The Divorce Process in Idaho | Do it Online

The Divorce Process in Idaho | Do it Online

Idaho is one of 5 states with relatively easy divorce procedures, alongside New Hampshire, Wyoming, Alaska, and South Dakota. It has one of the shortest residency requirements and waiting periods in the USA.

Although the marriage dissolution procedure in Idaho is quite similar to those in other states, it has its unique peculiarities. We’ve prepared basic information that can help spouses who agreed to take such a serious step in their lives to understand the main process and the options they have, including those offered by the World Wide Web.

Grounds for Divorce in Idaho

To file for divorce, spouses need to specify the reason. All 50 states, including Idaho, provide a no-fault option. It means neither spouse is blamed for the marriage breakup. However, the spouses need to convince the judge that their problems cannot be fixed.

A couple can also file for a no-fault divorce if the spouses prove that they lived separately for at least five years.

If one of the spouse’s misconduct ruined the marriage and the other spouse wants it to be considered by the court, the divorce process becomes fault-based. In this case, the filing spouse needs to choose one of the reasons recognized by the Idaho state, which are:

  • adultery;
  • extreme cruelty;
  • willful desertion;
  • willful neglect;
  • habitual drunkenness for more than one year;
  • felony conviction;
  • permanent insanity.

Usually, fault-based divorce takes longer because the petitioner needs to collect and provide evidence of the spouse’s misconduct. Moreover, such a proceeding is often contested, which leads to a higher cost of divorce.

Contested and Uncontested Divorce

Almost every marital breakup raises a whole range of issues that need to be resolved: child custody and visitation schedules, spousal support (alimony), assets and property division, etc. Depending on whether the spouses can or can’t agree on all possible issues, the dissolution of marriage can be divided into contested and uncontested.

A contested type is when spouses have disputes on one, several, or all aspects of divorce. Such proceedings require court and legal intervention. The contested process lasts longer and is more expensive because it requires more legal paperwork and hiring a lawyer. Additionally, court fees оcan be higher than for uncontested cases.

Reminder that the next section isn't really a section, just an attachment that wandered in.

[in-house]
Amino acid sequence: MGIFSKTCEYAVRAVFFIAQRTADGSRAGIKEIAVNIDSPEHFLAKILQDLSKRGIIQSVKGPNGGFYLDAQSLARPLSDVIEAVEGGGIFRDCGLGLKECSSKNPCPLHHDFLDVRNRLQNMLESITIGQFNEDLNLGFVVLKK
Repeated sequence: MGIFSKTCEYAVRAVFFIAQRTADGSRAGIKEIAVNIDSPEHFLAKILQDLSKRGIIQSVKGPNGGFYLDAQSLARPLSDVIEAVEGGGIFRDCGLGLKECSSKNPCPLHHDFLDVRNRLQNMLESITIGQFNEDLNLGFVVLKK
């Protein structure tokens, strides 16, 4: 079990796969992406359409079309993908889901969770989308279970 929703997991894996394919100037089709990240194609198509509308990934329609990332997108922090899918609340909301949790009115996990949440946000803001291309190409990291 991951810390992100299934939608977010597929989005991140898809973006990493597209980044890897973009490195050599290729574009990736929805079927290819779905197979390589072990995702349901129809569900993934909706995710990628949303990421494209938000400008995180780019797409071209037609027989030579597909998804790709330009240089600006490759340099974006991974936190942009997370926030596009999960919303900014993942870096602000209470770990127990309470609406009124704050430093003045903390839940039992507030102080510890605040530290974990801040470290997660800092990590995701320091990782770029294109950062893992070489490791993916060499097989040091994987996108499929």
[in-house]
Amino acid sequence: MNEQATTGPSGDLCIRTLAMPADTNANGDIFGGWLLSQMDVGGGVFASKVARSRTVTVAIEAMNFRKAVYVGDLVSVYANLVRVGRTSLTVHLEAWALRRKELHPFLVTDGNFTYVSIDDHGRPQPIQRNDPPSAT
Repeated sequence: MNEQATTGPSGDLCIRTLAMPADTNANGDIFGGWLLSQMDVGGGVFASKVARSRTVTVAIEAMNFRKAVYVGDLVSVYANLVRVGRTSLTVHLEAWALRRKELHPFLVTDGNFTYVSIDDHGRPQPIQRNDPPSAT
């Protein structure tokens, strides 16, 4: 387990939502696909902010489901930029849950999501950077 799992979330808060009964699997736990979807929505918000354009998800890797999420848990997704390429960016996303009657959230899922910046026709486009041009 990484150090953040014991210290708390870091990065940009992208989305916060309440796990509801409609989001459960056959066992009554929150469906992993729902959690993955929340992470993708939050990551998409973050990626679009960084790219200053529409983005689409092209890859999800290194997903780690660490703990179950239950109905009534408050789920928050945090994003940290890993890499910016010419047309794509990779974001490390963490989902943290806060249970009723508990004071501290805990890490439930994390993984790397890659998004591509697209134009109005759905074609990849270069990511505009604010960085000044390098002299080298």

If neither side wants to dispute the grounds, and the parties reach an agreement on all issues, especially regarding children and finances, they can file for an uncontested divorce. It’s a relatively fast and affordable way to end the marriage since all matters can be discussed without an attorney. Additionally, it’s a chance for couples to avoid lengthy court battles and maintain normal human relations.

Getting a Divorce: How to Do It in Idaho

Regardless of the divorce type, the spouses’ first step is to meet Idaho residency requirements. The law requires either party to reside in the state for six weeks before filing for divorce. Once this requirement is met, spouses can go to the next steps.

1.   Prepare Divorce Papers

In Idaho, there are three main ways to prepare forms: hire a lawyer, do it yourself by filling out the documents without an attorney’s help, or use an internet divorce paperwork preparation platform

Whichever method the spouses choose, they still need to prepare a specific document package. The list of required forms may differ from county to county, but there is a minimum basic one.

If the spouses do not have common children, they need to prepare:

  • Petition for Divorce – to specify the grounds and the purpose spouses are pursuing, e.g., granting a divorce;
  • Family Law Case Information Sheet – to identify both spouses and the case details;
  • Summons with Orders – to inform the respondent that a petition is filed and instruct on their rights;
  • Affidavit of Service with Orders – to certify that the respondent is served with the divorce petition.

Additionally, the filing spouse also needs to get a Vital Statistics Form from the court office or local court clerk.

Spouses with children must fill out a Petition for Divorce with Children and provide all the documents mentioned above, plus:

  • Affidavit Verifying Income – to show sources and amounts of income, including wages, business income, social security, unemployment benefits, etc.;
  • Shared, Split or Mixed Custody Worksheet – to present the calculations of the child support;